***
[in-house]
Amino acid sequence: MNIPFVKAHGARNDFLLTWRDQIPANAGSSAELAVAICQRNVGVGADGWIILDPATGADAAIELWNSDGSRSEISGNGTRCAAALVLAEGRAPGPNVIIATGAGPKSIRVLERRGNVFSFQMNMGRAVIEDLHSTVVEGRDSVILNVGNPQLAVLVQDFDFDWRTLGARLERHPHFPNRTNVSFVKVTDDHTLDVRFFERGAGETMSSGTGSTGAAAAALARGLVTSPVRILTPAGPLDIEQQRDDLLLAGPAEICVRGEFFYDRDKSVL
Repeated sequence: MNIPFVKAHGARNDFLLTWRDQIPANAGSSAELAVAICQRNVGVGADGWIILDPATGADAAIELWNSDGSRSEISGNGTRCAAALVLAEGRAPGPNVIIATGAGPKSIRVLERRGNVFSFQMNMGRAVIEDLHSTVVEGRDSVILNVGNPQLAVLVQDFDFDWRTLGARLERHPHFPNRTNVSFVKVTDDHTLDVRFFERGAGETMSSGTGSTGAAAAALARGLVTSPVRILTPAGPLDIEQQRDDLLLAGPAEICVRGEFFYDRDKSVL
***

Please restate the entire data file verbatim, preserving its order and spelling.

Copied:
[in-house]
Amino acid sequence: MNIPFVKAHGARNDFLLTWRDQIPANAGSSAELAVAICQRNVGVGADGWIILDPATGADAAIELWNSDGSRSEISGNGTRCAAALVLAEGRAPGPNVIIATGAGPKSIRVLERRGNVFSFQMNMGRAVIEDLHSTVVEGRDSVILNVGNPQLAVLVQDFDFDWRTLGARLERHPHFPNRTNVSFVKVTDDHTLDVRFFERGAGETMSSGTGSTGAAAAALARGLVTSPVRILTPAGPLDIEQQRDDLLLAGPAEICVRGEFFYDRDKSVL
Repeated sequence: MNIPFVKAHGARNDFLLTWRDQIPANAGSSAELAVAICQRNVGVGADGWIILDPATGADAAIELWNSDGSRSEISGNGTRCAAALVLAEGRAPGPNVIIATGAGPKSIRVLERRGNVFSFQMNMGRAVIEDLHSTVVEGRDSVILNVGNPQLAVLVQDFDFDWRTLGARLERHPHFPNRTNVSFVKVTDDHTLDVRFFERGAGETMSSGTGSTGAAAAALARGLVTSPVRILTPAGPLDIEQQRDDLLLAGPAEICVRGEFFYDRDKSVL